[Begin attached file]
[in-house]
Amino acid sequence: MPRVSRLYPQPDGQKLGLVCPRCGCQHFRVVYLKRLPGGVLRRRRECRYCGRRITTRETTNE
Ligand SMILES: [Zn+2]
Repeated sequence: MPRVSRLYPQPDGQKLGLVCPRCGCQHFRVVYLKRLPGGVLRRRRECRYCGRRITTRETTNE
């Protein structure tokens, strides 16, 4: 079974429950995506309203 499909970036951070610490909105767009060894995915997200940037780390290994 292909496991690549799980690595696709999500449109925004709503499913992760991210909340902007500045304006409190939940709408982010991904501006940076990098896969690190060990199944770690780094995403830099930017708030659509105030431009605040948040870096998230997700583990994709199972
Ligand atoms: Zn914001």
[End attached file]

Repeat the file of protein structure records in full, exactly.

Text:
[in-house]
Amino acid sequence: MPRVSRLYPQPDGQKLGLVCPRCGCQHFRVVYLKRLPGGVLRRRRECRYCGRRITTRETTNE
Ligand SMILES: [Zn+2]
Repeated sequence: MPRVSRLYPQPDGQKLGLVCPRCGCQHFRVVYLKRLPGGVLRRRRECRYCGRRITTRETTNE
């Protein structure tokens, strides 16, 4: 079974429950995506309203 499909970036951070610490909105767009060894995915997200940037780390290994 292909496991690549799980690595696709999500449109925004709503499913992760991210909340902007500045304006409190939940709408982010991904501006940076990098896969690190060990199944770690780094995403830099930017708030659509105030431009605040948040870096998230997700583990994709199972
Ligand atoms: Zn914001």